In this paper, we outline a risk-based decision-making (RBDM) approach for, and some examples of, review of novel concepts for gas transportation and handling. In its more complex applications, an RBDM review process may call for full-scale application of risk assessment methodologies, including quantitative frequency assessment, detailed consequence analysis, and comprehensive risk evaluation. However, at the novel concept stage, there is generally not enough information to provide the input those methods require. This paper addresses performing the kind of review needed at early stages in development of a conceptual design.
The basis for an effective RBDM application is to perform as little analysis as is necessary to provide the information needed by decision makers. This leads to very focused risk analysis efforts, including the use of approaches such as change analysis, relative ranking, and other qualitative techniques in many cases. If required, more detailed quantitative studies can be performed; however, this is seldom necessary (or even possible) at the conceptual stage. Those studies are reserved for when they are more valuable (i.e., when detailed engineering efforts have developed adequate information to consider).
The process outlined in this paper is consistent with the United States Coast Guard's (USCG's) Risk Based Decision-Making Guidelines [1.] (referred to as the RBDM Guidelines) that was documented for the USCG by ABSG Consulting Inc. (ABS Consulting). The specific novel concept process is documented in the American Bureau of Shipping's Guidance Notes on Review and Approval of Novel Concepts  (referred to as the Novel Concepts Guide).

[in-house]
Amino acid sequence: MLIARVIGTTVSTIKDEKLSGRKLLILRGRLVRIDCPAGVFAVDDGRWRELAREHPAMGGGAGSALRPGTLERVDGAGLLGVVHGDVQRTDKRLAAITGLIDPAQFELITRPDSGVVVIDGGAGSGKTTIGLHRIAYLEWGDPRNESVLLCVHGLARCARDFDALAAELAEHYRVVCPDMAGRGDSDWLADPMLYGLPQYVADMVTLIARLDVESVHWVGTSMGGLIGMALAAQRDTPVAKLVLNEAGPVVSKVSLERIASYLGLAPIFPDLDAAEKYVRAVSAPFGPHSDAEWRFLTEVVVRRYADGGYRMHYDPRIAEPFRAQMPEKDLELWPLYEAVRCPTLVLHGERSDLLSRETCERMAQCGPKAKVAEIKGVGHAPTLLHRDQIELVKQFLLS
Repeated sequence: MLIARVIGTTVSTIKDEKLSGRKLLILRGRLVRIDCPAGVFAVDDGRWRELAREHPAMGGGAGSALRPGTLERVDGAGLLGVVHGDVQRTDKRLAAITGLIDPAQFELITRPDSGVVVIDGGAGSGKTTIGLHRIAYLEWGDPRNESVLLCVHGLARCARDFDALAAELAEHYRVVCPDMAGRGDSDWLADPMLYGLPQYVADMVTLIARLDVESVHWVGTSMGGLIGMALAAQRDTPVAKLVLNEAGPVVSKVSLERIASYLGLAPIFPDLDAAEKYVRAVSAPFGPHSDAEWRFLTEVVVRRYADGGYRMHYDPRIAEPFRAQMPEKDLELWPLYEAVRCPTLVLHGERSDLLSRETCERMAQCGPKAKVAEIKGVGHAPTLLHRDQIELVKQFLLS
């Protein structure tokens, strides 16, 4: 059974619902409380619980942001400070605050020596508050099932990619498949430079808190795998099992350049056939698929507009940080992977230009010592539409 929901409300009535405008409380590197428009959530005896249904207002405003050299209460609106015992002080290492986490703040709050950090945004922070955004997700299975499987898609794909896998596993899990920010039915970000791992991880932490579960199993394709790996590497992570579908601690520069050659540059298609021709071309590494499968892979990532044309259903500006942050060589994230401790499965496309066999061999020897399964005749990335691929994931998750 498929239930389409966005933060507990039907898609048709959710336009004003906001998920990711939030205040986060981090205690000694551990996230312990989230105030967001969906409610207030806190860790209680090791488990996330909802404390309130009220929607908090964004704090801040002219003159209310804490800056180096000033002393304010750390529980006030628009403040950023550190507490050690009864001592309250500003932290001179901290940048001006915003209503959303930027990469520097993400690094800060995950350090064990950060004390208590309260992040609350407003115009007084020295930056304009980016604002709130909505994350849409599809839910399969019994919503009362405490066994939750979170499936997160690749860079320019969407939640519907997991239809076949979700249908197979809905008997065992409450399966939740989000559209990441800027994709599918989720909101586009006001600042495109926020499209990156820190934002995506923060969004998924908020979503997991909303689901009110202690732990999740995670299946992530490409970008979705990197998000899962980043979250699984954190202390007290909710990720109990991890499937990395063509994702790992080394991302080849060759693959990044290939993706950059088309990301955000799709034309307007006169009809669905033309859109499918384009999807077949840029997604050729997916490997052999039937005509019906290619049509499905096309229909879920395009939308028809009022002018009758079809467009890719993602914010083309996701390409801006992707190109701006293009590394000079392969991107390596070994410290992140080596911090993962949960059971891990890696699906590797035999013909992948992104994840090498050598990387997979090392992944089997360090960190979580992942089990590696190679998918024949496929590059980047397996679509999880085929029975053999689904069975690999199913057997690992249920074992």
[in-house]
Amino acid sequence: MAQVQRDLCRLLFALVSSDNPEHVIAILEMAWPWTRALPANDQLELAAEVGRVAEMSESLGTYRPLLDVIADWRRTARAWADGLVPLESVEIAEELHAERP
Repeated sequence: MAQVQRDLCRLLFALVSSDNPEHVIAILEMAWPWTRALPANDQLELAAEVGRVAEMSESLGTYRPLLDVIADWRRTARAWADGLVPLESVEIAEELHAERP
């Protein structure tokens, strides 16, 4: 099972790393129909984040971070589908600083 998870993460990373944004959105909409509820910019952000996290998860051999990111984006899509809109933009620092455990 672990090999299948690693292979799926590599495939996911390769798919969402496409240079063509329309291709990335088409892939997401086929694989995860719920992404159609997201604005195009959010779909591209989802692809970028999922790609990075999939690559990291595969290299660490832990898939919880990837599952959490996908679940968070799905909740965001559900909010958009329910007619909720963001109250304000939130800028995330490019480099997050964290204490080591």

The development of deepwater gas resources is an on-going process involving innovative solutions to to develop, produce, process, transport, and handle natural gas. In many cases, these approaches involve "novel concepts," which are defined as applications or processes that have previous experience in the environment being proposed. In working with novel concepts these classes of concepts have been defined:
Existing design / process / procedures in new or novel applications
An example of this could be a proposed first use of an existing onshore technology (e.g., a chemical process or storage medium) on floating structures.
Existing design / process / procedures challenging the present boundaries/envelope of current offshore or marine applications
An example of this could be a proposed use of an existing type of floating structure, typically only used for drilling and processing hydrocarbons that would also include hydrocarbon storage.
An example of this could be a new type of offshore floating structure that has not been used before in the industry.
New or novel design / process / procedures in new or novel application
An example of this could be a proposed use of a new technology application such as the use of a new hydrocarbon process on a new type of floating structure.